As the year winds down, you should also analyze the plan’s performance and test the return on your sales compensation spend. How have people achieved against targets? What does the pay-and-performance relationship look like? Does the plan offer the necessary downside risk and upside opportunity? These analyses and others should combine with the qualitative input to form the story of your sales incentive program’s performance, identify change objectives, and point to areas for potential improvement.

Generate New Plan Ideas and Engage With a Design Team

We recommend pulling together critical and well-informed stakeholders from sales, finance, human resources, and sales operations to define plan needs, consider potential solutions, and eventually make plan recommendations for the new year. This can take the form of a two or three in-depth meetings. For each perceived need, the team should identify solutions from the world of sales compensation best practices and weigh the pros and cons. Ideally, those best practices should come not just from things you’ve done before or how your direct competitors allegedly do things, but you can and should look more broadly to leverage best practices across the many sales organizations and industries that exist.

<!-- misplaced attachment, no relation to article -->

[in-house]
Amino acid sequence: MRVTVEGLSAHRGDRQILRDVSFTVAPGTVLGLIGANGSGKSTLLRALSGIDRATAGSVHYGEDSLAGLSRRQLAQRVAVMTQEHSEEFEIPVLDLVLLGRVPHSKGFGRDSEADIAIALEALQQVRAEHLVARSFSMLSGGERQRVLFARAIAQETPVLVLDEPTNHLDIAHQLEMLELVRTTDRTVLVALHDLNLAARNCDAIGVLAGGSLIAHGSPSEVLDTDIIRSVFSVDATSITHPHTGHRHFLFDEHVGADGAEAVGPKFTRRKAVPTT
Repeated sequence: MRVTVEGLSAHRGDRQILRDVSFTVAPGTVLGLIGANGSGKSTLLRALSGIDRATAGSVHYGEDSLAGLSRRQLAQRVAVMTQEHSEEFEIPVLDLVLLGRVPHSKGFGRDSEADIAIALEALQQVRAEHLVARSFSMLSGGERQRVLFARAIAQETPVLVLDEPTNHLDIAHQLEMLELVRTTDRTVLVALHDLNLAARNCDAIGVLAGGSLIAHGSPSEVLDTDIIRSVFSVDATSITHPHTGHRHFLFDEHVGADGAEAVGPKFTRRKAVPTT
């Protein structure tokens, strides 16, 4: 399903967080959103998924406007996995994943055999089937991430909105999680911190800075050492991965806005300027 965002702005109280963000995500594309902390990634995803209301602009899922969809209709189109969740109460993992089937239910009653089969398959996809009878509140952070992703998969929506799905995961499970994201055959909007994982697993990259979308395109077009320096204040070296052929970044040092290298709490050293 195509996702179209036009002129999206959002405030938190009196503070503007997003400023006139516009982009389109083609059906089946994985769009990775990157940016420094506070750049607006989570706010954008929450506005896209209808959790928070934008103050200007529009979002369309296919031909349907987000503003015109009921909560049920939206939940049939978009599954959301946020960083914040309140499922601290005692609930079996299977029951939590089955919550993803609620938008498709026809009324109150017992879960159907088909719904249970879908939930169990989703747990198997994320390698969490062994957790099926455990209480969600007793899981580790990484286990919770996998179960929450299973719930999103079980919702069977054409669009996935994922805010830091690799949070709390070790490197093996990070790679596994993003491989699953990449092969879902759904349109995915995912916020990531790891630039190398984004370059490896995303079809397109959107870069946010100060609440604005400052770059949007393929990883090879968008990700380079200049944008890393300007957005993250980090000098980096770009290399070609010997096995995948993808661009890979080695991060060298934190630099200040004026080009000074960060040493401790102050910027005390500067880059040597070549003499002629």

Consider the options within the context of your unique corporate culture and organizational needs. You should look at the plans specifically for each unique sales role and address appropriate questions. Do you have the right pay levels for the talent needed and does the pay mix create the right risk/reward relationship? Do the plan measures support your sales strategy and can they be effectively measured? Are the plan mechanics simple and motivational? Is there enough upside and acceleration? Are there particular crediting challenges or details to define? How will sales goals be set and communicated? Overall, are your new plans aligned to your compensation philosophies, will the reps understand them, and will they drive each salesperson to achieve optimal performance?

Perform Cost Modeling to Test the Plans